The famous and forgotten women of STEM

Read the full story from JSTOR.

Celebrate Women’s History Month with these features of women in science, technology, engineering, and mathematics. We hope that these stories will give context to the history of women in STEM, recognize their contributions around the world, and encourage up and coming women and girls in these fields.

This app lets you see what Cahokia Mounds looked like 1,000 years ago

Read the full story from St. Louis Public Radio.

Visitors to Cahokia Mounds have always needed to rely on their imagination to picture what life looked like 1,000 years ago.

“There’s really nothing to look at outside of the interpretive center, except for the mounds that are left behind,” said site superintendent Lori Belknap.

But a new augmented reality app now allows visitors to visualize the scale of the ancient city built by the Mississippians, which had a population between 10,000 and 20,000 at its height.

The shameful stories of environmental injustices at Japanese American incarceration camps during WWII

Dust storm on July 3, 1942, at the Manzanar War Relocation Authority Center in California. Dorothea Lange/Courtesy of National Archives and Records Administration

by Connie Y. Chiang, Bowdoin College

When Japanese fighter pilots bombed the U.S. Navy base at Pearl Harbor on Dec. 7, 1941, Thomas S. Takemura was raising vegetables and raspberries on his family’s 14 ½-acre farm in Tacoma, Washington.

It wasn’t long after the United States declared war on Japan that Takemura and other people of Japanese ancestry were stripped of their rights and shipped off to incarceration camps scattered in small remote towns like Hunt, Idaho, and Delta, Utah. Scorching heat and dust storms added to the day-to-day misery.

Takemura’s incarceration began on May 12, 1942, just a week before he could harvest his lettuce.

“What a shame,” he later said. “What a shame.”

Takemura gave this detailed account in 1981 when he testified before the Commission on Wartime Relocation and Internment of Civilians. This commission investigated the wrongful imprisonment of Japanese Americans, one of the most egregious miscarriages of justice in American history.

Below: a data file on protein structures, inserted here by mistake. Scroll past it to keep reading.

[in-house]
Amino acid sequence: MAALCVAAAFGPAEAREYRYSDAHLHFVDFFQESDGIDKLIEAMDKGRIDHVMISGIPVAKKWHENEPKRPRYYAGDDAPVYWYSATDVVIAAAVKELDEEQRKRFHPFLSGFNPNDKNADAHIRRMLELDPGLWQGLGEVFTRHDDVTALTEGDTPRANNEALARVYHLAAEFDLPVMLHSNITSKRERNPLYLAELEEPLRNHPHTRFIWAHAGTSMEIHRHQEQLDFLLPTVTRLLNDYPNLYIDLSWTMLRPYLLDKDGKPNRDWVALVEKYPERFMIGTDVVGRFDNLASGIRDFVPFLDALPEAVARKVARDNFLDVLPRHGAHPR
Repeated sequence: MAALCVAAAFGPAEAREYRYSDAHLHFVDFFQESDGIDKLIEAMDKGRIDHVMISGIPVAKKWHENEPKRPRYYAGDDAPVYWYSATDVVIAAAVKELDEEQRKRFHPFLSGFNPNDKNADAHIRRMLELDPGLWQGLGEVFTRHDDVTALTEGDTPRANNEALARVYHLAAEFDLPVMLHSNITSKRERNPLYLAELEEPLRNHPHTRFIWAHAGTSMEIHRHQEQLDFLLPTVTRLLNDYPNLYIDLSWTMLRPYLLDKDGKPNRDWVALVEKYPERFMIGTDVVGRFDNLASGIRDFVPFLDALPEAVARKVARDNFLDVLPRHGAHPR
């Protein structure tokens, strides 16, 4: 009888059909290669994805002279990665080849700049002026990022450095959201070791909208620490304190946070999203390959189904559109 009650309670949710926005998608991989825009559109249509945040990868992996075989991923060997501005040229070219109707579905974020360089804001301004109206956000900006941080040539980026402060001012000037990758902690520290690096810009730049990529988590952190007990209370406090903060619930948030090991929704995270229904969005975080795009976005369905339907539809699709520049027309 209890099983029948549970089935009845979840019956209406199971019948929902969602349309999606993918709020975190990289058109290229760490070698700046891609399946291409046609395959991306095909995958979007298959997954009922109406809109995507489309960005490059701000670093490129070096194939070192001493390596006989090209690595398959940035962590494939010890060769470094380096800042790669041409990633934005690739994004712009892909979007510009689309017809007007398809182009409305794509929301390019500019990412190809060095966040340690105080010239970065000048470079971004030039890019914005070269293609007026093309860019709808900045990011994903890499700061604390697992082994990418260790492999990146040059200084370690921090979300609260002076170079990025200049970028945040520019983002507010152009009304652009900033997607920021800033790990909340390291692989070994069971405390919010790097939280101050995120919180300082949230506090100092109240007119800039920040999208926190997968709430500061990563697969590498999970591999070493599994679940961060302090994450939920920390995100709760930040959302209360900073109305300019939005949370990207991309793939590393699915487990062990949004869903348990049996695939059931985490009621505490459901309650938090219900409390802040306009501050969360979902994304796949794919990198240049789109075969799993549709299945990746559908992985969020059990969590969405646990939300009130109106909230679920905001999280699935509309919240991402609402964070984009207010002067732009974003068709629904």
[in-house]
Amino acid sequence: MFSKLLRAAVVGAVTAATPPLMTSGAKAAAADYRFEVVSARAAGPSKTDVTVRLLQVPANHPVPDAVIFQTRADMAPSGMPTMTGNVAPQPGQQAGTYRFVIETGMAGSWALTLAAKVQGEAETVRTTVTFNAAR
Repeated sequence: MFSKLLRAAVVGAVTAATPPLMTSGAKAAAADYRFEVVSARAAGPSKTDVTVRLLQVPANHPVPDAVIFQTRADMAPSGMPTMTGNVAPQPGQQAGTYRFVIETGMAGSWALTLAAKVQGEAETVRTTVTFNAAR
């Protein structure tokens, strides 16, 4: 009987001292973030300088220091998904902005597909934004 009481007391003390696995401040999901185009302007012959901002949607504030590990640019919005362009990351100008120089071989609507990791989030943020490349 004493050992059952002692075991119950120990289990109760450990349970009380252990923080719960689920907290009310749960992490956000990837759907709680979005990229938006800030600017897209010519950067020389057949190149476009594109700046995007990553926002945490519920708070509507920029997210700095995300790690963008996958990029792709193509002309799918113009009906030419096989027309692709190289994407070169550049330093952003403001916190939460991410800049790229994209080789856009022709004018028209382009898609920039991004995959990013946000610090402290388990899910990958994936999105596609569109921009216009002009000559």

All told, Takemura estimated he lost at least $10,000 in farm profits for each of the four years he was gone. But the total costs were not just about the money, he told the commission.

Takemura also lost “love and affection,” he testified, “and much more when a person is ordered to evacuate and leave his home without knowing where he is going or when he can return. … To me, words cannot describe the feeling and the losses.”

Wartime hysteria

Takemura’s wartime tragedy was the result of President Franklin Delano Roosevelt’s signing of Executive Order 9066 on Feb. 19, 1942, 80 years ago this month. The order allowed for the creation of military areas from which people could be excluded.

It did not mention any specific racial group but Japanese Americans were the clear target because of widespread fear that they would become spies for the Japanese government or commit acts of sabotage within the United States.

A crowd of men gathers behind President Franklin D. Roosevelt as he signs a paper.
On Dec. 8, 1941, a day after the attack on Pearl Harbor, President Franklin D. Roosevelt signed the U.S. declaration of war against Japan. Bettmann/GettyImages

On March 2, Gen. John L. Dewitt, head of the Western Defense Command, created Military Area 1, which encompassed western Washington, Oregon and California and southern Arizona, and Military Area 2, which included the rest of these states. By the end of summer 1942, roughly 110,000 Japanese Americans, two-thirds of whom were United States citizens, had been expelled from their homes in Military Area 1 and the California portion of Military Area 2.

They were confined in 10 hastily constructed camps in California, Arizona, Utah, Idaho, Wyoming, Colorado and Arkansas. While some were allowed to leave camp for military service, college or jobs, many lived in these desolate places until the war ended three years later.

Japanese Americans’ wartime experiences have been the subject of numerous books, essays, memoirs, novels, films, museum exhibits and podcasts – all of which highlight their fortitude in the face of this blatant violation of their civil liberties. Because many survivors tried to move on with their lives quickly, the postwar period does not figure prominently in most of these narratives.

A black-and-white photo shows a woman standing in the doorway of one of a series of connected huts bordered by a muddy ditch.
Japanese American families lived in these converted horse stalls at the Tanforan Assembly Center in San Bruno, California, shown in this April 29, 1942, photograph. Dorothea Lange/Courtesy of National Archives and Records Administration

But there was a gathering wave of discontent among some Japanese Americans in the 1960s and 1970s. With the backdrop of the civil rights movement and anti-Vietnam War protests, leaders of the Japanese Americans Citizens League and many other activists began to push for redress. They sought the restoration of civil rights, a formal apology and monetary compensation from the U.S. government.

With the support of U.S. Sens. Daniel Inouye and Spark Matsunaga and U.S. Reps. Norman Mineta and Robert Matsui, the league’s redress committee, led by John Tateishi, successfully lobbied Congress to create the Commission on Wartime Relocation and Internment of Civilians in 1980.